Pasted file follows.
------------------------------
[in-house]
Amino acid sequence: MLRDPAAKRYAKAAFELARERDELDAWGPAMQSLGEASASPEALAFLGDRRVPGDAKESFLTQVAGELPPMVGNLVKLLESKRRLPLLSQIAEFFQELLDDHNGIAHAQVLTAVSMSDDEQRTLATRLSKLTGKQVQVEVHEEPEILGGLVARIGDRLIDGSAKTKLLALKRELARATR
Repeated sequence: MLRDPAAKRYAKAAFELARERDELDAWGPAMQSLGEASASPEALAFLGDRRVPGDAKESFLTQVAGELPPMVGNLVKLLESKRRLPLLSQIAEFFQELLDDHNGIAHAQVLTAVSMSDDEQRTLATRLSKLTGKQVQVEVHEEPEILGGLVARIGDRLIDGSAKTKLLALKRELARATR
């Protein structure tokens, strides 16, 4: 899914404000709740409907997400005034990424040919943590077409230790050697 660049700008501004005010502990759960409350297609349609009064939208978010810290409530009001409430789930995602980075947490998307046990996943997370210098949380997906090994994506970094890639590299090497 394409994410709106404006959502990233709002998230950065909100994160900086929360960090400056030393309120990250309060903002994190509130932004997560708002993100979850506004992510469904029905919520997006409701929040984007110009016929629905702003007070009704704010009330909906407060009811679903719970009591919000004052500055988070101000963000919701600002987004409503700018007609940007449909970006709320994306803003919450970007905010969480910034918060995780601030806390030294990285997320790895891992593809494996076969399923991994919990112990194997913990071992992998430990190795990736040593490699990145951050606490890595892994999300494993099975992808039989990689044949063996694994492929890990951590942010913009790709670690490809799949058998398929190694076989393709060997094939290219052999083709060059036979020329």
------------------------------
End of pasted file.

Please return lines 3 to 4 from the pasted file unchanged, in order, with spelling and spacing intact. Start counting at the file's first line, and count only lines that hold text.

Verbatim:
Repeated sequence: MLRDPAAKRYAKAAFELARERDELDAWGPAMQSLGEASASPEALAFLGDRRVPGDAKESFLTQVAGELPPMVGNLVKLLESKRRLPLLSQIAEFFQELLDDHNGIAHAQVLTAVSMSDDEQRTLATRLSKLTGKQVQVEVHEEPEILGGLVARIGDRLIDGSAKTKLLALKRELARATR
């Protein structure tokens, strides 16, 4: 899914404000709740409907997400005034990424040919943590077409230790050697 660049700008501004005010502990759960409350297609349609009064939208978010810290409530009001409430789930995602980075947490998307046990996943997370210098949380997906090994994506970094890639590299090497 394409994410709106404006959502990233709002998230950065909100994160900086929360960090400056030393309120990250309060903002994190509130932004997560708002993100979850506004992510469904029905919520997006409701929040984007110009016929629905702003007070009704704010009330909906407060009811679903719970009591919000004052500055988070101000963000919701600002987004409503700018007609940007449909970006709320994306803003919450970007905010969480910034918060995780601030806390030294990285997320790895891992593809494996076969399923991994919990112990194997913990071992992998430990190795990736040593490699990145951050606490890595892994999300494993099975992808039989990689044949063996694994492929890990951590942010913009790709670690490809799949058998398929190694076989393709060997094939290219052999083709060059036979020329």